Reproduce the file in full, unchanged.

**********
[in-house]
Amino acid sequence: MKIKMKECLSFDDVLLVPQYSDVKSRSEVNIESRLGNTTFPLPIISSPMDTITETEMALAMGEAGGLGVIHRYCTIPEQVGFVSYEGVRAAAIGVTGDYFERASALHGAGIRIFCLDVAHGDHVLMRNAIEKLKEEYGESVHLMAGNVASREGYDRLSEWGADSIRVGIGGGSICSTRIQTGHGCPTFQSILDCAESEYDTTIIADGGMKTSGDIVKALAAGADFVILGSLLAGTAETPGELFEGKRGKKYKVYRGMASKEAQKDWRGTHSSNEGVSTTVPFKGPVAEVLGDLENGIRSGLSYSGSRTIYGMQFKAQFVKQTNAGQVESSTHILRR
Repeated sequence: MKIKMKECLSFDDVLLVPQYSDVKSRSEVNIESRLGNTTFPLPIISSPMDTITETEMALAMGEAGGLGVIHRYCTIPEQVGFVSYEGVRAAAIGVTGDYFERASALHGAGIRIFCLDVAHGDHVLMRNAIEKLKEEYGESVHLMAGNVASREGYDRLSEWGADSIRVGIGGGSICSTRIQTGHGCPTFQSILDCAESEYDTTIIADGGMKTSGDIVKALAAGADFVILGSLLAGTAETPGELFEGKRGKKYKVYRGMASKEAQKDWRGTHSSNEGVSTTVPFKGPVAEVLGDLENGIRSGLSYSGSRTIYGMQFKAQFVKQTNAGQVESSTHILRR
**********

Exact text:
[in-house]
Amino acid sequence: MKIKMKECLSFDDVLLVPQYSDVKSRSEVNIESRLGNTTFPLPIISSPMDTITETEMALAMGEAGGLGVIHRYCTIPEQVGFVSYEGVRAAAIGVTGDYFERASALHGAGIRIFCLDVAHGDHVLMRNAIEKLKEEYGESVHLMAGNVASREGYDRLSEWGADSIRVGIGGGSICSTRIQTGHGCPTFQSILDCAESEYDTTIIADGGMKTSGDIVKALAAGADFVILGSLLAGTAETPGELFEGKRGKKYKVYRGMASKEAQKDWRGTHSSNEGVSTTVPFKGPVAEVLGDLENGIRSGLSYSGSRTIYGMQFKAQFVKQTNAGQVESSTHILRR
Repeated sequence: MKIKMKECLSFDDVLLVPQYSDVKSRSEVNIESRLGNTTFPLPIISSPMDTITETEMALAMGEAGGLGVIHRYCTIPEQVGFVSYEGVRAAAIGVTGDYFERASALHGAGIRIFCLDVAHGDHVLMRNAIEKLKEEYGESVHLMAGNVASREGYDRLSEWGADSIRVGIGGGSICSTRIQTGHGCPTFQSILDCAESEYDTTIIADGGMKTSGDIVKALAAGADFVILGSLLAGTAETPGELFEGKRGKKYKVYRGMASKEAQKDWRGTHSSNEGVSTTVPFKGPVAEVLGDLENGIRSGLSYSGSRTIYGMQFKAQFVKQTNAGQVESSTHILRR